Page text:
Jean-Pierre liked the Maud paper. We all love a good story.
A MELTING ARCTIC ICE CAP
We have been thinking quite a bit about the fact that the ice situation due to global warming is giving us a possible better access to bring Maud out of the ice grip. Maybe she wants us to bring her home to tell us something. The men onboard Maud were dedicated to do research in the arctic. At that time said to be the best equipped scientific expedition ever organized. They spent almost seven year in the high arctic and three of the crew gave their lives during the Maud expedition. Sverdrup and his men were immensely dedicated to their mission and collected invaluble materials and knowledge, that helped us understand more of the major mechanisms of nature on a global scale.
These systems are those we have to observe, understand and respect, and act according to when shaping our future life on this planet. This is the major challenge of our time.
Morning in Iqaluit. Nature is our breath of life.
CBC SUPPORT AND MORE
The day after our arrival in Iqaluit we were asked to come for a Television and radio inteview with CBC (Canadian Broadcasting Corporation). They have followed us cloesely ever since we announced our intentions and early plans to salvage Maud and hopefully bring her back to Vollen and Norway, back in 2011. This is much appreciated from our side and I do feel that the general public in Canada knows more about our plans for Maud then the Norwegian public do. Let us see how this will develop in the coming year. Our aim has a long time perspective so we are just extremely happy to be in the process. Maud is a patient old lady and so are we. At least we like to think that we are.
As the internet connections can be pretty slow in Iqaluit in general we were happy to be offered a possiblity of setting up a little MRH office at CBC and drink from their cyber-well. while we were in town. A big thank to Patricia Bell for all her support and entusiasm. Super man Chief technician Brian Willoughby at CBC showed to be quite a creative and interesting man, and he inspired us in many ways.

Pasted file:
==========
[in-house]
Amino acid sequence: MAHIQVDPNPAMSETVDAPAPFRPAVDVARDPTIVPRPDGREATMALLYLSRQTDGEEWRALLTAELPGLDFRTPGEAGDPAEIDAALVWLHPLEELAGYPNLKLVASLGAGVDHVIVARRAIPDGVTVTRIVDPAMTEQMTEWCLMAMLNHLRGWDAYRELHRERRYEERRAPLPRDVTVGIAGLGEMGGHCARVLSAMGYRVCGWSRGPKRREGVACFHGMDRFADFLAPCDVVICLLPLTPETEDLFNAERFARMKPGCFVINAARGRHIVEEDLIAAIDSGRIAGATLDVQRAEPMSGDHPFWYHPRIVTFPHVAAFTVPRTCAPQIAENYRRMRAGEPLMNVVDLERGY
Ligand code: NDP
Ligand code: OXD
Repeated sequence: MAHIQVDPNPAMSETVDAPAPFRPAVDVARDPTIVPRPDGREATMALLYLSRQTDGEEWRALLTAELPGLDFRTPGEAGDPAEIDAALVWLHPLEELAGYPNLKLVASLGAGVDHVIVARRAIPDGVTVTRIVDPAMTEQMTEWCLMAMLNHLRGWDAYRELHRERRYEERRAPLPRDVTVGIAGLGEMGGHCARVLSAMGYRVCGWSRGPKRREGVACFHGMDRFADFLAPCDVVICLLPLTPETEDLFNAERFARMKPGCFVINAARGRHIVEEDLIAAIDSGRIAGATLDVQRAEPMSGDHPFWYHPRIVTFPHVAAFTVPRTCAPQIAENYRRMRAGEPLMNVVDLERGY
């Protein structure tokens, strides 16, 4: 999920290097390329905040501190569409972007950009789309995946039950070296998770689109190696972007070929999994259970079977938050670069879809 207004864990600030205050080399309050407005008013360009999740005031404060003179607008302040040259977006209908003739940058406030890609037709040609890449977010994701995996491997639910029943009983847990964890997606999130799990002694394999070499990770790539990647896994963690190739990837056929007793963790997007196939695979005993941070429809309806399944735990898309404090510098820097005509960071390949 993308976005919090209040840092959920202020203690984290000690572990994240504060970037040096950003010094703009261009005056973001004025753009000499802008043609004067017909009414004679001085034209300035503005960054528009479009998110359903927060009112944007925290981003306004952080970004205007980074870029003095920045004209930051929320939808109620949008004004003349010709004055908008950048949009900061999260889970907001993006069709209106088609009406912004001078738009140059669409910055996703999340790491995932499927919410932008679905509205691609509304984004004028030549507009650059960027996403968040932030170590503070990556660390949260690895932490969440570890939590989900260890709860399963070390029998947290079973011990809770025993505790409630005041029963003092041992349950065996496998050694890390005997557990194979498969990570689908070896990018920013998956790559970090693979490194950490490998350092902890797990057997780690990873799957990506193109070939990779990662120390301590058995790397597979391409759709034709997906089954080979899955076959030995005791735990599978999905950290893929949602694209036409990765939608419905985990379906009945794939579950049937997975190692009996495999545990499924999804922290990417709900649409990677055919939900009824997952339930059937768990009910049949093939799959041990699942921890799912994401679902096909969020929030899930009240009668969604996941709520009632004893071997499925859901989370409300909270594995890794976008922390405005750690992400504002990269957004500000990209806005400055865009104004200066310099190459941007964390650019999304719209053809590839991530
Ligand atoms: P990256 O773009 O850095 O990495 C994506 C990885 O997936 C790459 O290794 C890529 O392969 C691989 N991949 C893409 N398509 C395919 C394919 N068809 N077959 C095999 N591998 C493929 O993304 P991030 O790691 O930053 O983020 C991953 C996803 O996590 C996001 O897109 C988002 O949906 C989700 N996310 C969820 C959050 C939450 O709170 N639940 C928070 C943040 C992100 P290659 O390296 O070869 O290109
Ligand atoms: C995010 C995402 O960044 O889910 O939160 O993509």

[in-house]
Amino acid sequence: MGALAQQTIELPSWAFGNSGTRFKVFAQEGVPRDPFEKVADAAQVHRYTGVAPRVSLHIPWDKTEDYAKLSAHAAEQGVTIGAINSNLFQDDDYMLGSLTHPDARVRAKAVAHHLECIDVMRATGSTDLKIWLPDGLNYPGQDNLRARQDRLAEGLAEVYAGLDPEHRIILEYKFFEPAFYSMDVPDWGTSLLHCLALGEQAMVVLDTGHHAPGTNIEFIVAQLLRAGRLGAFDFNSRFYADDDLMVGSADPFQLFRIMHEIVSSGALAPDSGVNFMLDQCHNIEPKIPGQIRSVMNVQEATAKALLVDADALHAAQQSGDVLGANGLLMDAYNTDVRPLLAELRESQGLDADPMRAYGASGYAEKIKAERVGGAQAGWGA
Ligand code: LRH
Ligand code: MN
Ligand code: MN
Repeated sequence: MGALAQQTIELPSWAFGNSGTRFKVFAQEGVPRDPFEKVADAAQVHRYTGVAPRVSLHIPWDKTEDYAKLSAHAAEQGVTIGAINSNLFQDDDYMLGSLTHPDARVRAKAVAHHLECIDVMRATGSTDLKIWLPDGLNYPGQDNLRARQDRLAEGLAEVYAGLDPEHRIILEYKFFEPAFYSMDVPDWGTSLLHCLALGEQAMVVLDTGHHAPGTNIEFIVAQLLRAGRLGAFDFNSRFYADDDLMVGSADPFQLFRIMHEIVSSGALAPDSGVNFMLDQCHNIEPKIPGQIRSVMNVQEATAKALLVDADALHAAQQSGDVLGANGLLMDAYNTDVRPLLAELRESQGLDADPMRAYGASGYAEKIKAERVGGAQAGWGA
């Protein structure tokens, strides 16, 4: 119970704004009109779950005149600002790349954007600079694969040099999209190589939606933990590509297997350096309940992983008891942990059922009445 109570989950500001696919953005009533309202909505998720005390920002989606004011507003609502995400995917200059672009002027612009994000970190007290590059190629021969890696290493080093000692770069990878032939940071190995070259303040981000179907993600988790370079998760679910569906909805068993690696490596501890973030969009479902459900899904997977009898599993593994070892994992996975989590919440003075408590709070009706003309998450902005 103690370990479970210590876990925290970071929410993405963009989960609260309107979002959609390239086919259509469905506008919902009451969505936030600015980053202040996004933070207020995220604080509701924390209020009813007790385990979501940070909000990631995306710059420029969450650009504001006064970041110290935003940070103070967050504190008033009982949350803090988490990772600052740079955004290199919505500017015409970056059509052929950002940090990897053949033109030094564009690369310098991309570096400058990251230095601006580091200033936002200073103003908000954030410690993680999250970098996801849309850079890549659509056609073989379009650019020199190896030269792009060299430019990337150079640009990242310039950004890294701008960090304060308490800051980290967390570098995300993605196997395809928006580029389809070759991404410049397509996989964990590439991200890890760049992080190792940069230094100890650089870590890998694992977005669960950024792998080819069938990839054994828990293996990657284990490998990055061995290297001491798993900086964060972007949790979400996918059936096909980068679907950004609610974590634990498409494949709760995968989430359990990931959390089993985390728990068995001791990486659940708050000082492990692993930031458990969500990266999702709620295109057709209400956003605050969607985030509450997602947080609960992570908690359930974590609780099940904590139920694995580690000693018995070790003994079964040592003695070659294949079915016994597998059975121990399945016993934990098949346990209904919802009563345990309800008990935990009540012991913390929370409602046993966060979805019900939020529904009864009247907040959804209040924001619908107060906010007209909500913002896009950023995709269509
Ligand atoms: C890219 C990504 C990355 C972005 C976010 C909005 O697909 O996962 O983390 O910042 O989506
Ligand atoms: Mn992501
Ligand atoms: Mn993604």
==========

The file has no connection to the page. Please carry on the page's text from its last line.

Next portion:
Canadian Broadcasting Corporation (CBC) follow our project with great interest.
Brian at CBC has a big heart and we had wonderful conversation.
FINDING THE ROUTE
During the days in Iqaluit and in solitude in many ways, Bjørn and I grasped the opportunity to draw up the sailing route for the return trip from Cambridge Bay to Vollen. On CBC´s grand flat screen TV we gave Tandberg Polar (our tug) and Jensen (our barge) a modest speed of 5 knots over the blue waters on google earth.
Its a bit of a paradox that we havent done this test in any detail before, only doing rough estimates, but when being away from Norway and all the daily focus on practical preparation, it is not always easy to make room for such studies.
Also we got a better understanding of the route while in Iqaluit as both the Coast Guard and our new friend Pier Sauvadet, an extremely experienced world sailor who, in the later year, has been drawn close to arctic adventures. I will tell more about Pierre and his latest boat project later. We might well end up of seeing him again. Pierre gave us valuable advice and support on how to approach the Northwest Passage from the east, and a general advice seem to be that the Greenland Coast is favorable when entering the Davis strait and Baffin Bay from the east, towards west.
A scetch for the route home, which is only an estimate for effective sailing.
Bjørn is already deep into the ice.
Departing Iqaluit as the sun sets over an endless landscape.
We are now flying across to the west and Cambridge Bay to have a quick look at Maud, and tell her that we are doing our best to be well prepared for next years adventure.
Next news report will arrive in a few days.